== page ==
In each of the pictures the invitation is for you to: Count what you see. Identify how you think the pattern would continue.
Here are some arrangements of circles. How many circles would I need to make the next size up for each? Can you create your own arrangement and investigate the number of circles it needs?
Can you find a way of counting the spheres in these arrangements?
Watch this animation. What do you see? Can you explain why this happens?
Think of a number, square it and subtract your starting number. Is the number you’re left with odd or even? How do the images help to explain this?
What would be the smallest number of moves needed to move a Knight from a chess set from one corner to the opposite corner of a 99 by 99 square board?
Rectangles are considered different if they vary in size or have different locations. How many different rectangles can be drawn on a chessboard?
Can you see why 2 by 2 could be 5? Can you predict what 2 by 10 will be?
How can you arrange these 10 matches in four piles so that when you move one match from three of the piles into the fourth, you end up with the same arrangement?
How could Penny, Tom and Matthew work out how many chocolates there are in different sized boxes?
A 2 by 3 rectangle contains 8 squares and a 3 by 4 rectangle contains 20 squares. What size rectangle(s) contain(s) exactly 100 squares? Can you find them all?
Draw a square. A second square of the same size slides around the first always maintaining contact and keeping the same orientation. How far does the dot travel?
Triangular numbers can be represented by a triangular array of squares. What do you notice about the sum of identical triangle numbers?
Square numbers can be represented as the sum of consecutive odd numbers. What is the sum of 1 + 3 + ..... + 149 + 151 + 153?
Compare the numbers of particular tiles in one or all of these three designs, inspired by the floor tiles of a church in Cambridge.
Can you dissect a square into: 4, 7, 10, 13... other squares? 6, 9, 12, 15... other squares? 8, 11, 14... other squares?
Are these statements always true, sometimes true or never true?
If you can copy a network without lifting your pen off the paper and without drawing any line twice, then it is traversable. Decide which of these diagrams are traversable.
Euler discussed whether or not it was possible to stroll around Koenigsberg crossing each of its seven bridges exactly once. Experiment with different numbers of islands and bridges.
While we were sorting some papers we found 3 strange sheets which seemed to come from small books but there were page numbers at the foot of each page. Did the pages come from the same book?
Can you find all the ways to get 15 at the top of this triangle of numbers? Many opportunities to work in different ways.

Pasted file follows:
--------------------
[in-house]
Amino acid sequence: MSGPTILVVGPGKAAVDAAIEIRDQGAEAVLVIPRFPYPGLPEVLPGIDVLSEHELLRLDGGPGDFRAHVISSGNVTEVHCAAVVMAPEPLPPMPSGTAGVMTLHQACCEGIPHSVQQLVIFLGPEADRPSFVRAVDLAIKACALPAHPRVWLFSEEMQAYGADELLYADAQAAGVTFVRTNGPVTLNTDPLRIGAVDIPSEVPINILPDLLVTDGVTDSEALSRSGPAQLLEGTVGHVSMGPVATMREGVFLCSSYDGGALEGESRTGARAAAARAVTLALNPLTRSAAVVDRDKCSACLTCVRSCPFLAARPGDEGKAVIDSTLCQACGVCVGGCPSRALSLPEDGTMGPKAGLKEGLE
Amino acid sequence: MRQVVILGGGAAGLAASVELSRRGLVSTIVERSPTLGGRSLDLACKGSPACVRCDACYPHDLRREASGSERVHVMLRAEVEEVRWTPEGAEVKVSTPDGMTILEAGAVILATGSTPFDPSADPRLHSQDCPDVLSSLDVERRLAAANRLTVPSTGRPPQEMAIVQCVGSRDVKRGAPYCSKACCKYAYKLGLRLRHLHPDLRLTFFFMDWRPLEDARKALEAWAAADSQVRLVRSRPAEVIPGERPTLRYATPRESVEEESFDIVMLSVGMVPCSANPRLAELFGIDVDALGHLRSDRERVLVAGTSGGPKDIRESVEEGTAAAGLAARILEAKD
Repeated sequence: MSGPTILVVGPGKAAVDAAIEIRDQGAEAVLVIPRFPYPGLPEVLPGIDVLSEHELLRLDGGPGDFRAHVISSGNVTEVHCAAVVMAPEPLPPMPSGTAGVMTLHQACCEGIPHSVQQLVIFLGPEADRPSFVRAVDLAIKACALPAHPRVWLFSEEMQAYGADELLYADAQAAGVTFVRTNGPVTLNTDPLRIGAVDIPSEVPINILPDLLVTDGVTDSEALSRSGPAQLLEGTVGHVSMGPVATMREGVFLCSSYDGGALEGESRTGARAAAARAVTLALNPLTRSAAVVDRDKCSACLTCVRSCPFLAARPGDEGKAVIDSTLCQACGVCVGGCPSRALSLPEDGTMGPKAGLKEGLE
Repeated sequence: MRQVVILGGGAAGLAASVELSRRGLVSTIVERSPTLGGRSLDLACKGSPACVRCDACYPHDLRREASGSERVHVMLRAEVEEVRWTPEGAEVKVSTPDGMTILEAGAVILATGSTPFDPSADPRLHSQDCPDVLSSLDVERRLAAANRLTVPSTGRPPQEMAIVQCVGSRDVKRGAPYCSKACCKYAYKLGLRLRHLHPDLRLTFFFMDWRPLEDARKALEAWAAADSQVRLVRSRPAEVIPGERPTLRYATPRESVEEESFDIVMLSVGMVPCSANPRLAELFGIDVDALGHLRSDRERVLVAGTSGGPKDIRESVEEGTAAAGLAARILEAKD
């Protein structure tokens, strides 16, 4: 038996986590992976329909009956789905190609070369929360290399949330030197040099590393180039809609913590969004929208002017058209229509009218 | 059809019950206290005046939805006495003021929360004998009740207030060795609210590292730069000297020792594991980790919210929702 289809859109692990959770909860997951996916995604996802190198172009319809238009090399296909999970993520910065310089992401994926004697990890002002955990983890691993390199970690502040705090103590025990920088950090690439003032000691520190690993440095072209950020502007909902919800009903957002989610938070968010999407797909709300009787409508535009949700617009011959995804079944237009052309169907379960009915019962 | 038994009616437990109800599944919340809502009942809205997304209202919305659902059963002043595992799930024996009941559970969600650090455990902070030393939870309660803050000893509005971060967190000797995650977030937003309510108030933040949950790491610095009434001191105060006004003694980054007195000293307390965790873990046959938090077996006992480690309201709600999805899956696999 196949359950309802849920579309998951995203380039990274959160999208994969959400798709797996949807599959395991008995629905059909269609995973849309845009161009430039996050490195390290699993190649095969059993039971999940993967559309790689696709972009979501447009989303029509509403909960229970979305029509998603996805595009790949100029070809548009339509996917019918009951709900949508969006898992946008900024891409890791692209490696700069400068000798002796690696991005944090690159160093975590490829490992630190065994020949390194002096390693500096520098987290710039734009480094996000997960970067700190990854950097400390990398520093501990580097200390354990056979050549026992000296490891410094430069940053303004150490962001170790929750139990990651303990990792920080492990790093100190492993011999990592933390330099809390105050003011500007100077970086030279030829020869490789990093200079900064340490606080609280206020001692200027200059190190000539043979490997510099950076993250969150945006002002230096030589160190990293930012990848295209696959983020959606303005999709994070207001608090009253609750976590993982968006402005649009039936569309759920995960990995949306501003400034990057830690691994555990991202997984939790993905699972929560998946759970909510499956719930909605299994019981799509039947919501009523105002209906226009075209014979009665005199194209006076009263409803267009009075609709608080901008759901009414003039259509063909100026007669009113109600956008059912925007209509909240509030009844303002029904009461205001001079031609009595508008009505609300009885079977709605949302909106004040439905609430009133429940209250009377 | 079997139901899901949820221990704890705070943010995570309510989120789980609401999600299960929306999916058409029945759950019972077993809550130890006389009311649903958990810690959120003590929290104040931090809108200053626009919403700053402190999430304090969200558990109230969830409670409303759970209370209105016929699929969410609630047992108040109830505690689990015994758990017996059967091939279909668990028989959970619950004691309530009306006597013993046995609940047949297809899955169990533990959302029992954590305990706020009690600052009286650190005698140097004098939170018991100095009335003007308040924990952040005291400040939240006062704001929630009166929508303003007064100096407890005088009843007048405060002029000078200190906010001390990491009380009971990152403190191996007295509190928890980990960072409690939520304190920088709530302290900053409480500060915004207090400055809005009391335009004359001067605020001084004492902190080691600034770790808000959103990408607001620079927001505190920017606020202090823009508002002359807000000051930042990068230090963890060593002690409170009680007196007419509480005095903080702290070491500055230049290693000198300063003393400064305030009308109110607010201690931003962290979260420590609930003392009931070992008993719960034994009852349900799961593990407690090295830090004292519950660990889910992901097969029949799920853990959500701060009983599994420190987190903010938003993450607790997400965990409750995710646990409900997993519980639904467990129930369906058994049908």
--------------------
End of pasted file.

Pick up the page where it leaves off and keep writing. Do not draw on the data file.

Imagine starting with one yellow cube and covering it all over with a single layer of red cubes, and then covering that cube with a layer of blue cubes. How many red and blue cubes would you need?
Delight your friends with this cunning trick! Can you explain how it works?
Can you continue this pattern of triangles and begin to predict how many sticks are used for each new "layer"?
Only one side of a two-slice toaster is working. What is the quickest way to toast both sides of three slices of bread?
How many centimetres of rope will I need to make another mat just like the one I have here?
Can you describe this route to infinity? Where will the arrows take you next?
How many ways can you find to do up all four buttons on my coat? How about if I had five buttons? Six ...?
Can you dissect an equilateral triangle into 6 smaller ones? What number of smaller equilateral triangles is it NOT possible to dissect a larger equilateral triangle into?
Polygonal numbers are those that are arranged in shapes as they enlarge. Explore the polygonal numbers drawn here.
Sweets are given out to party-goers in a particular way. Investigate the total number of sweets received by people sitting in different positions.
Find a route from the outside to the inside of this square, stepping on as many tiles as possible.
Are these statements relating to odd and even numbers always true, sometimes true or never true?
Take a look at the video of this trick. Can you perform it yourself? Why is this maths and not magic?
Watch this video to see how to roll the dice. Now it's your turn! What do you notice about the dice numbers you have recorded?
How many moves does it take to swap over some red and blue frogs? Do you have a method?
This challenge encourages you to explore dividing a three-digit number by a single-digit number.
Find the sum and difference between a pair of two-digit numbers. Now find the sum and difference between the sum and difference! What happens?
This challenge focuses on finding the sum and difference of pairs of two-digit numbers.
It's easy to work out the areas of most squares that we meet, but what if they were tilted?
Use the interactivity to investigate what kinds of triangles can be drawn on peg boards with different numbers of pegs.
In this game for two players, the idea is to take it in turns to choose 1, 3, 5 or 7. The winner is the first to make the total 37.
Can you make dice stairs using the rules stated? How do you know you have all the possible stairs?
This challenge, written for the Young Mathematicians' Award, invites you to explore 'centred squares'.
This task follows on from Build it Up and takes the ideas into three dimensions!
Here are two kinds of spirals for you to explore. What do you notice?
Find out what a "fault-free" rectangle is and try to make some of your own.
This challenge asks you to imagine a snake coiling on itself.
An investigation that gives you the opportunity to make and justify predictions.
What can you say about these shapes? This problem challenges you to create shapes with different areas and perimeters.